Page Speed Score

25 Responses to Leverage Browser Caching with W3 Total Cache

  1. Kathleen Stimmel May 31, 2012 at 12:08 pm #

    Thanks Ian for the extensive explanation on this great plugin. After reading your instructions, I was able to set up W3 Total Cache in 5 minutes and increased my page screen score to 92.

    -Kathleen

    • Ian Rogers May 31, 2012 at 1:24 pm #

      You’re welcome! I’m glad the guide is easy to use to get W3TC set up. Browser caching will greatly improve your page speed score. I’m working on a few more posts for improving page speed.

  2. Ed Brown June 18, 2012 at 6:52 pm #

    Thanks for the clarification of the browser cache settings, it bumped my google page speed from 90 to 92!

  3. Chris August 2, 2012 at 3:27 pm #

    I set up w3 cache and tested my sites speed on pingdom and the result were great about 3 second load time, thanks Ian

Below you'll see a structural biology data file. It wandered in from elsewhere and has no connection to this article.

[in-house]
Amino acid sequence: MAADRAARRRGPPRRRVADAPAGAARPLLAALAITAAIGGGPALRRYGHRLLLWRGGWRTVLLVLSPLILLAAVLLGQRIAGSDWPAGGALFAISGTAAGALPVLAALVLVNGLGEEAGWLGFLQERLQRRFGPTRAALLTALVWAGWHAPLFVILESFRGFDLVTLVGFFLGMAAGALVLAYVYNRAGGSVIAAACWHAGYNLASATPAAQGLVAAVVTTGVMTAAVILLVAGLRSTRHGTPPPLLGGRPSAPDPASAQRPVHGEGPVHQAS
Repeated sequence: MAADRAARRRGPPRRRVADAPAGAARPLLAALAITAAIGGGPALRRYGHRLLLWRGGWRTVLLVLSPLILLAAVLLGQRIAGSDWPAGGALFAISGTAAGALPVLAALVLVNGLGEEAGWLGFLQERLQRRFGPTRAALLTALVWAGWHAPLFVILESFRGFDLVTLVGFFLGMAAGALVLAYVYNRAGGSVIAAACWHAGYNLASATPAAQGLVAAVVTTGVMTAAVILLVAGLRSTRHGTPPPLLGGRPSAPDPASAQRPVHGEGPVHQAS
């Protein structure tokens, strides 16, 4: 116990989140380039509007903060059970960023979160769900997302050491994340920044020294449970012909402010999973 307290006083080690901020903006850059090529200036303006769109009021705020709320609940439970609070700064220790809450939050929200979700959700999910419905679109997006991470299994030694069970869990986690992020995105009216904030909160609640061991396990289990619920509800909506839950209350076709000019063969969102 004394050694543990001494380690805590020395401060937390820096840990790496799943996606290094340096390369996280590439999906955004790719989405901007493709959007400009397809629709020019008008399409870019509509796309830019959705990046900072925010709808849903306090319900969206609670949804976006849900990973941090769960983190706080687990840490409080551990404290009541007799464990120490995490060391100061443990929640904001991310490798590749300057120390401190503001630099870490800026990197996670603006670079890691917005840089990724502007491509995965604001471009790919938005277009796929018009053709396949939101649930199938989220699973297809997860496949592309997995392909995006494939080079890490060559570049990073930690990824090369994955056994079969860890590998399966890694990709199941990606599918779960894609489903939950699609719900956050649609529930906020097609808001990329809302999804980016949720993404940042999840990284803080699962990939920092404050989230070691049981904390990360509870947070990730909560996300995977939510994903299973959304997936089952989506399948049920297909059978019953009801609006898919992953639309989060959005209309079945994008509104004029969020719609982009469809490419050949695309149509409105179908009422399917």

4. Raju August 9, 2012 at 12:43 am #

    Any reason for not checking “Set cache control header ” option?

    • Ian Rogers August 9, 2012 at 9:07 am #

      Hey Raju-

      Thanks for reading.

      I am actually due to update this post. Adding the cache control header will be beneficial to you to leverage browser caching. If you are using a CDN, it is definitely in your favor (post coming on this soon). It cannot hurt you to enable, just make sure you test it before you set it live.

  5. Andrew K Kirk August 31, 2012 at 2:50 pm #

    Ian,

    This post was extremely helpful. I’ve had W3 Total Cache installed from some time on my sites, but wasn’t fully utilizing it. Might be able to create whole series.

  6. Jenny December 10, 2012 at 6:51 am #

    I have filled out all the options as recommended above – and yet my score remains the same! Any help would be much appreciated!

  7. chris December 17, 2012 at 1:01 am #

    For this to work, does mod_expires need to be enabled in Apache?

  8. Jian March 5, 2013 at 6:10 pm #

    Thank you very much for you clear explanation! Now my website score has got 91 as your instruction.

  9. Steve March 30, 2013 at 4:18 am #

    Thanks…this saved me. Great info on W3…I was looking for this and you explained it perfect. Thanks again For the post!
    Steve

  10. LiveAnimals.tv July 9, 2013 at 5:05 pm #

    Great walk-through. Quick question, though: why aren’t the settings you mention defaults in the plugin? I just want to make sure I don’t mess with anything I shouldn’t!